While most veterinary practices allow team members to access the Internet, some (too many, really) are still stuck in the
technological Dark Ages. Usually, this is due to one of two reasons, says Donna Recupido-Bauman, CVPM: They've either had
a negative experience or they just prefer to do things the way they've always done them. But both of these viewpoints could
hinder your ability to improve your skills and your practice.
So what can you do? Your homework, says Recupido-Bauman, hospital administrator at Veterinary Specialty Care in Mt. Pleasant,
S.C. Develop a list of ways Internet access could benefit your practice. (If your practice has a manager, team up with him
or her for help.) Think about how the Internet could allow you to order supplies, get CE and training, research clinical topics,
communicate with clients, manage your practice website, order practice inventory, gain access to patients' lab results, and
Next, price Internet services in your area to get a rough idea of what it will cost your practice each month. Find a few examples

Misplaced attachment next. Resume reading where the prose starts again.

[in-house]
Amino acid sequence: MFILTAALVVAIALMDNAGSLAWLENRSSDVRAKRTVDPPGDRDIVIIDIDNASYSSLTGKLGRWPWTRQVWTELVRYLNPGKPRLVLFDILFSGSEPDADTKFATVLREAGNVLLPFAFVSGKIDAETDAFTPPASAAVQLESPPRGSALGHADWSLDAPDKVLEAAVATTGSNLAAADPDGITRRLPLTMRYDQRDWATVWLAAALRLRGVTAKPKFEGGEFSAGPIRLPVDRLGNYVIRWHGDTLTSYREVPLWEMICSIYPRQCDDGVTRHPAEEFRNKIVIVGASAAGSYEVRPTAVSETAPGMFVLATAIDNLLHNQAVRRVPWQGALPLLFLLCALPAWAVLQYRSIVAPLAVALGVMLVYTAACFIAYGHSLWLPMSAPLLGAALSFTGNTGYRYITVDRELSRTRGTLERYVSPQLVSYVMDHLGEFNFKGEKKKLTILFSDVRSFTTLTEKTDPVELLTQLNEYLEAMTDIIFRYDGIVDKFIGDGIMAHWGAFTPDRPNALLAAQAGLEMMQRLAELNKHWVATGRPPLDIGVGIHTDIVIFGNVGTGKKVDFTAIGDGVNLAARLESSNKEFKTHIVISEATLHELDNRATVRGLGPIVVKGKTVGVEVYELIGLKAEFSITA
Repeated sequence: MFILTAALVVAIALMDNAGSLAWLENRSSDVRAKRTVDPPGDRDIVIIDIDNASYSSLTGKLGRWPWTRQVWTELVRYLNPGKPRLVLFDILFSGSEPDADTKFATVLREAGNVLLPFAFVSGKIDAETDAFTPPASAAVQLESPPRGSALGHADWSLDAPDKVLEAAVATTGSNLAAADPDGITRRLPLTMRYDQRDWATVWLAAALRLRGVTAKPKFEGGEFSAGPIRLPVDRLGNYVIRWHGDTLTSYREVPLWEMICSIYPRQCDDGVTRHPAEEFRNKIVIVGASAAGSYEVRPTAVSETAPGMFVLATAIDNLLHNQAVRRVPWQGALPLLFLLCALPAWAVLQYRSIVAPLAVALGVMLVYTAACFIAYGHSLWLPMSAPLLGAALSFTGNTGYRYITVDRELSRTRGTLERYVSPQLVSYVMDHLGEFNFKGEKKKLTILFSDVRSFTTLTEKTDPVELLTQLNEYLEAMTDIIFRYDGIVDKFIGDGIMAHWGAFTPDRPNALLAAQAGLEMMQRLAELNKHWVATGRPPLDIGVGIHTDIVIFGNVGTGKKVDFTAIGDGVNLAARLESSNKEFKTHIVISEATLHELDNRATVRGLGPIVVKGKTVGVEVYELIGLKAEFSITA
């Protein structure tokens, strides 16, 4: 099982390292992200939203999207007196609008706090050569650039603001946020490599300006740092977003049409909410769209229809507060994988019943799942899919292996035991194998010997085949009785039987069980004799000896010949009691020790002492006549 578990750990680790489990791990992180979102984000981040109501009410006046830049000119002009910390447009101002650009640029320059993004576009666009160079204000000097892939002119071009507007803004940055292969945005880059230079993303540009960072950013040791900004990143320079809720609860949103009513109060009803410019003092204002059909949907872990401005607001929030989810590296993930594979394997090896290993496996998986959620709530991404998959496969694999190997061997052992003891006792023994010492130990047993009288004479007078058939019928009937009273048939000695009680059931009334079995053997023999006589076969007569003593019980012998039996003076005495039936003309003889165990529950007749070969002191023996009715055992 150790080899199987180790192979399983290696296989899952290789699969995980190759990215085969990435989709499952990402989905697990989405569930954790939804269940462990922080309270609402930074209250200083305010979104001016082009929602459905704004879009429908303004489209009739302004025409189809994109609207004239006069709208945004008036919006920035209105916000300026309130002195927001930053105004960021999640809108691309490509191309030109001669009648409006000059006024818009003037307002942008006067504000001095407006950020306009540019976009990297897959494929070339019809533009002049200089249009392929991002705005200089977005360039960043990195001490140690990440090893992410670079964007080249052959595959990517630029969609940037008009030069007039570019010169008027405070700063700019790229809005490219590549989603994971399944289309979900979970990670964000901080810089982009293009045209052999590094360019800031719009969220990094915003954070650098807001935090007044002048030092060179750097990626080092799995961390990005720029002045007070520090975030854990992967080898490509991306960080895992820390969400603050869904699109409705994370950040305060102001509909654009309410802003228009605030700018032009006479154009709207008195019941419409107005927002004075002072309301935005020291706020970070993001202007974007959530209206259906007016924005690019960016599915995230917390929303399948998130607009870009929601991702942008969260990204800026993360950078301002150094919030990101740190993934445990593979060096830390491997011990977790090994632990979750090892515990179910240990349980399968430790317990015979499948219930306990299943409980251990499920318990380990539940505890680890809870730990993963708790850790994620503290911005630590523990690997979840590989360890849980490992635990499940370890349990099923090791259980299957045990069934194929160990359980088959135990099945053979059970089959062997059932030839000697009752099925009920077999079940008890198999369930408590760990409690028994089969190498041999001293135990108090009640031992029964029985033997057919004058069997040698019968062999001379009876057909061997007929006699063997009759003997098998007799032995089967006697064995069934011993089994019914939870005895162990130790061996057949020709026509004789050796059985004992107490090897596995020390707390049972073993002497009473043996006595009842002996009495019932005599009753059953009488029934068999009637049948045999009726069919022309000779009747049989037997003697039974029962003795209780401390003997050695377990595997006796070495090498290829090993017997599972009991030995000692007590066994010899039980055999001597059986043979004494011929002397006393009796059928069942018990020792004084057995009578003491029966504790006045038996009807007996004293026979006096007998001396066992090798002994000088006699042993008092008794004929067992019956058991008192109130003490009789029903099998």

of Internet policies you could institute to make sure team members use the Web appropriately. Finally, identify a few security
software options to make sure your new network will stay protected.
Once you've compiled all of this information, make your case to your practice owner. If you still find a closed door (or a
disconnected cable), send your practice owner to http://dvm360.com/. Surely he or she would want you to have access to all that valuable information, right?
More in this package:
Does your practice allow team members to access the Web at work?
How much time do you spend accessing veterinary information online while you're at work?
What do you use the Internet for at work?
Managers: How to monitor your employees' Internet usage